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1 December 2013 Life History of Campostoma oligolepis (Largescale Stoneroller) in Urban and Rural Streams
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Abstract
We conducted a year-long investigation of the effect of watershed urbanization on the life history of Campostoma oligolepis Hubbs and Greene (Largescale Stoneroller). Lifehistory characteristics of separate populations of Largescale Stoneroller were compared by sampling two stream systems differing in urbanization in their upstream catchments. Both streams are located in the Etowah River drainage basin within the Piedmont ecoregion. We determined degree of urbanization by estimating the percent area of impervious catchment surfaces using ArcGIS, and we recorded stream temperatures with continuous-monitor probes. We sampled each stream system once a month during the spawning period and two additional months during the remainder of the year and recorded standard lengths, tuberculation, total weight, and gonadal weight for all retained specimens. Gonadosomatic index (GSI) values showed reproductively active individuals present in January in the urbanized system, one month before we found similar individuals in the non-urbanized system. Comparison of GSI values between systems suggested that reproductive maturity occurs at a larger size for females in the urbanized system. Comparison of standard lengths of reproductively active females indicated that growth rates are higher in the urban system.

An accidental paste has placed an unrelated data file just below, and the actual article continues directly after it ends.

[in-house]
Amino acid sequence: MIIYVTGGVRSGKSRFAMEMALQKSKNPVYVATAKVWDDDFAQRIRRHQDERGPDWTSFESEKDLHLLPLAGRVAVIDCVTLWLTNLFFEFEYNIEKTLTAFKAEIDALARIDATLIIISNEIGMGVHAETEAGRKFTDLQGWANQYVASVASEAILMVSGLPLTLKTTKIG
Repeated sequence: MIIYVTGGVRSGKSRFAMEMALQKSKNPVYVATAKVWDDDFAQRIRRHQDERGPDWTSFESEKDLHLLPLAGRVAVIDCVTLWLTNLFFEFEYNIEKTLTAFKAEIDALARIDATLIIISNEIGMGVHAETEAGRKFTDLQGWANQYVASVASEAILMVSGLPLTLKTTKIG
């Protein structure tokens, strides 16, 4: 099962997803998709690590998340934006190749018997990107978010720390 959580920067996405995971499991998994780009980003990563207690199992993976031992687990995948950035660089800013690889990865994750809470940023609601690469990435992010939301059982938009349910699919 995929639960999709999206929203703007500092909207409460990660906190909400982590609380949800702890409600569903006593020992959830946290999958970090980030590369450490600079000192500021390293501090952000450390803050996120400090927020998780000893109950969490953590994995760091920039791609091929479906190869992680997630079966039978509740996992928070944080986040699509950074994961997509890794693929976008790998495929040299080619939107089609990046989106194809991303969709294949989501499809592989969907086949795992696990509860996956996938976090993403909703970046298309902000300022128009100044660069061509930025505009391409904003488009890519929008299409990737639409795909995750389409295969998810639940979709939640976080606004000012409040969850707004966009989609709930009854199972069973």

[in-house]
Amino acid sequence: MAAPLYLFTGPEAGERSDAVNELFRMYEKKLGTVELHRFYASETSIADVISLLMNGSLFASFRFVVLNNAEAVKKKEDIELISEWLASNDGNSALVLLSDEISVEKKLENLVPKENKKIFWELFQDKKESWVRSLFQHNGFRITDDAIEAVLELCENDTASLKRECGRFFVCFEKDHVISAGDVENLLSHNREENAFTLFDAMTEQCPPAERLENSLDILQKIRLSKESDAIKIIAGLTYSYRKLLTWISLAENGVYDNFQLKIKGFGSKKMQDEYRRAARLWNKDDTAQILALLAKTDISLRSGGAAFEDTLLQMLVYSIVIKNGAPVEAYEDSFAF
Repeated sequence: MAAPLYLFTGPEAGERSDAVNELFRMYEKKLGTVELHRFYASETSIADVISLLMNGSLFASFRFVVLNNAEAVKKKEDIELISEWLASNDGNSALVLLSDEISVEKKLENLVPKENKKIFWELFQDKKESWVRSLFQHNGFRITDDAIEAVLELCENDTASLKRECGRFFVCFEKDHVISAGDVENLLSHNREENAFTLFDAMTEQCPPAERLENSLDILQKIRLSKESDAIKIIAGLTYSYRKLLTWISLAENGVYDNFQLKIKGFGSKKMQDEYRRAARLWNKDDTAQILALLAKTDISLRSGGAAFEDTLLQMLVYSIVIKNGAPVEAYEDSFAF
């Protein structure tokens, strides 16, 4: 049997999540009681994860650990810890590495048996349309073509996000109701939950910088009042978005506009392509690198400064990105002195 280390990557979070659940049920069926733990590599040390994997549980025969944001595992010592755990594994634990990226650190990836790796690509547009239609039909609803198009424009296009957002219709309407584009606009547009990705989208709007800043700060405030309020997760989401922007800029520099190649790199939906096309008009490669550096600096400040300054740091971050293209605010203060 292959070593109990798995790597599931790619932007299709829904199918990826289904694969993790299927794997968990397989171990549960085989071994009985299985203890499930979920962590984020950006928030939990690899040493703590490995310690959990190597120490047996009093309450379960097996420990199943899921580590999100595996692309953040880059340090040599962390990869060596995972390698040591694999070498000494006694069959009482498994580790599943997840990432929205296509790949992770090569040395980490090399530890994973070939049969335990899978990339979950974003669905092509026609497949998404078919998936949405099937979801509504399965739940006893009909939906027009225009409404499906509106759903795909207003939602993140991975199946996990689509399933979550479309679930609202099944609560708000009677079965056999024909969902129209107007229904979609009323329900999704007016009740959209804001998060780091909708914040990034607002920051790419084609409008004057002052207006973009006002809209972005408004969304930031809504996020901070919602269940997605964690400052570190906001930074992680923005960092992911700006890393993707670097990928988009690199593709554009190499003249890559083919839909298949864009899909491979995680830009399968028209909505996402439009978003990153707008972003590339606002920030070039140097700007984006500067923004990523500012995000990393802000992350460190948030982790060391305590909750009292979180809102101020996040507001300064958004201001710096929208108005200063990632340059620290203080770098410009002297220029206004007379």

Eric J. South and William E. Ensign "Life History of Campostoma oligolepis (Largescale Stoneroller) in Urban and Rural Streams," Southeastern Naturalist 12(4), (1 December 2013). https://doi.org/10.1656/058.012.0425
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